By Samuel Duodu, Sunyani
GHANAIANS have been urged to consider paying a token for the waste they generate, to help the central government and the various Metropolitan, Municipal and District Assemblies (MMDAs) to manage the waste and sanitation issues of the country effectively.
“The government and for that matter the MMDAs used more than half of their budget in addressing the waste and sanitation problems of the country in their various jurisdictions and it was therefore high time that such an option was considered by all Ghanaians to help generate funds for waste management and sanitation in the country.”
Mr Adu Boadi Acheampong, the co-chairman of the Transitional Team’s Task Force on Waste Management and Sanitation- 100 Days Programme, made the suggestion when he led a three-member team of the task force to the Sunyani Municipal Assembly on Wednesday, to access the waste management and sanitation situation of the assembly, as well as ensure the achievement of President J.E.A. Mills’s vision to rid the country of filth within 100 days in office.
The co-chairman noted that Ghanaians should consider such a move, in order to help institutions tasked with the responsibility to manage waste in the country, to deal effectively with the waste they have created in the system, adding that such a suggestion should be embraced by all, as in the case of utilities.
He stated that when in the past communities were asked to pay for the use of stand pipes in the absence of taps in their various homes, they initially kicked against the idea but they later saw the need and embraced it and therefore, maintained that, the same should be adopted for waste management in the country.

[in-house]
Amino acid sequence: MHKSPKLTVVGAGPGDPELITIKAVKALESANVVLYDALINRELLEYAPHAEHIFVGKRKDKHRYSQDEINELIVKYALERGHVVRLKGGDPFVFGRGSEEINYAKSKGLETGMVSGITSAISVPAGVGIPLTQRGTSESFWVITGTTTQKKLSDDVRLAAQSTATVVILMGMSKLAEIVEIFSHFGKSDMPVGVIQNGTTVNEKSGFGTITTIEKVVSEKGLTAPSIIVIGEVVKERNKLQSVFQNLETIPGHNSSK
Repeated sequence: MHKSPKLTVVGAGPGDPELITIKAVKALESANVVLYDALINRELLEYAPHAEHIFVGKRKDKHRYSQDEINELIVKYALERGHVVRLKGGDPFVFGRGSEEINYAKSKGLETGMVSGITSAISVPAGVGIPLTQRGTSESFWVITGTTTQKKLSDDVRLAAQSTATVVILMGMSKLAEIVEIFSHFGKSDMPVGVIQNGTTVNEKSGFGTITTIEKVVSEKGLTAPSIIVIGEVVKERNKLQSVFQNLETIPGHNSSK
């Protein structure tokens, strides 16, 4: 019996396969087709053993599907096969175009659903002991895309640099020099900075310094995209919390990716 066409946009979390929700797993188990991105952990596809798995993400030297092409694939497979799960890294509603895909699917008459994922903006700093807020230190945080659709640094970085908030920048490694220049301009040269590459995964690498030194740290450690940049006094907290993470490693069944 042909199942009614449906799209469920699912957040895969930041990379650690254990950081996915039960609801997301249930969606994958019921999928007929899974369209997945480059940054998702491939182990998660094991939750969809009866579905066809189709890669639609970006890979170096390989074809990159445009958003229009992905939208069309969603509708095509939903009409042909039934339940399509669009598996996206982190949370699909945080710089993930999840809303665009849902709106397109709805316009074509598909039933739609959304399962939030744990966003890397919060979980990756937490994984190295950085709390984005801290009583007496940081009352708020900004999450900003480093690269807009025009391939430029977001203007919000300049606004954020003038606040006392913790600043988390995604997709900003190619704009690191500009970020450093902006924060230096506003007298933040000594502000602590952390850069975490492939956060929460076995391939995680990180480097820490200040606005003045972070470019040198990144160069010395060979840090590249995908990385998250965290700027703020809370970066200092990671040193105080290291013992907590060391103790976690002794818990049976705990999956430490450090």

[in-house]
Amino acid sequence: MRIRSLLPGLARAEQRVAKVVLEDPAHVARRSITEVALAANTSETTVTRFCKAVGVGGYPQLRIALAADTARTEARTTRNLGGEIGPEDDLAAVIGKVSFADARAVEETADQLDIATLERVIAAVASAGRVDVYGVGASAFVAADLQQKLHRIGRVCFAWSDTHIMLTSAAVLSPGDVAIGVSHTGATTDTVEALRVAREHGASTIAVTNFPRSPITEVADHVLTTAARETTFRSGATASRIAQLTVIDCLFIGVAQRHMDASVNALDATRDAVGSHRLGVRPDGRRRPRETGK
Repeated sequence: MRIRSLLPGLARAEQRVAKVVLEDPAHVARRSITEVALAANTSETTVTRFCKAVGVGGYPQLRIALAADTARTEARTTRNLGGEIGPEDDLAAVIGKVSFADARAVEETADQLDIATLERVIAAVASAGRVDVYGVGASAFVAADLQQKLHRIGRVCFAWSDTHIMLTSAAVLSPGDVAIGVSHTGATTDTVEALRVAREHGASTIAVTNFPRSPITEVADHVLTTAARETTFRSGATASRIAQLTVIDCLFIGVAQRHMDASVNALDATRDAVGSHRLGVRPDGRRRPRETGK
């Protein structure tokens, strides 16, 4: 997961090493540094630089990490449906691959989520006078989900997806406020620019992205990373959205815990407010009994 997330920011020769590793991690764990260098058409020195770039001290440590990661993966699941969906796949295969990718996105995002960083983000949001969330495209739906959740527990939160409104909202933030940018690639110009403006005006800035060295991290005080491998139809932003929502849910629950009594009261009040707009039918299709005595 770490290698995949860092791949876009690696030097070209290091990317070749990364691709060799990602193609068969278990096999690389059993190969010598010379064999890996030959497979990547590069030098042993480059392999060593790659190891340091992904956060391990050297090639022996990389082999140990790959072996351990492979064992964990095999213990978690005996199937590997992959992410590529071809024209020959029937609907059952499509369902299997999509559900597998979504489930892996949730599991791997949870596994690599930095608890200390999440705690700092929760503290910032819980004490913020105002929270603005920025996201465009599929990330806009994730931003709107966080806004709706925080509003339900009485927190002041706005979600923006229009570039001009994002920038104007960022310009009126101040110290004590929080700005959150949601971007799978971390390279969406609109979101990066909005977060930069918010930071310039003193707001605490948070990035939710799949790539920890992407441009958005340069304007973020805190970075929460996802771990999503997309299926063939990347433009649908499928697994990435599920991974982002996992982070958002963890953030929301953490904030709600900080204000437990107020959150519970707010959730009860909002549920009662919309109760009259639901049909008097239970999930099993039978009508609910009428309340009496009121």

Mr Acheampong noted that the sanitation problem of the country was attitudinal and therefore, called on the MMDAs and the various departments and agencies tasked with waste management to intensify their public education and adopt new measures as well as strategies to contain the situation.
He called on the law courts to also assist the assemblies to enforce their byelaws on sanitation and environment by imposing heavy fines or punishments on offenders so as to serve as a deterrent.
Mr Acheampong also appealed to waste management experts, to also take into consideration the health of the people, when selecting the final dumping sites for assemblies, saying the team observed that most of the final waste disposal sites, were very close to rivers and streams, which in effect rendered some of those water bodies in the country dead.
He cited the Korle Lagoon in the Greater Accra Region and the Pemu Stream in Dormaa Ahenkro in the Brong Ahafo as classic examples.
Mr Simon Opoku, the Sunyani Municipal Environmental Officer for his part disclosed that the department had intensified its house-to-house and community inspection to ensure that people kept their surroundings and homes clean at all times.
He also disclosed that a number of people in the municipality who were arrested and sent to court for sanitation related offences and prosecuted, were fined Gh¢72 each.
The Coordinating Director of the Sunyani Municipal Assembly, Mr. Gyamfi Ameyaw, pledged that the assembly would intensify its public education on sanitation and also enforce its byelaws strictly.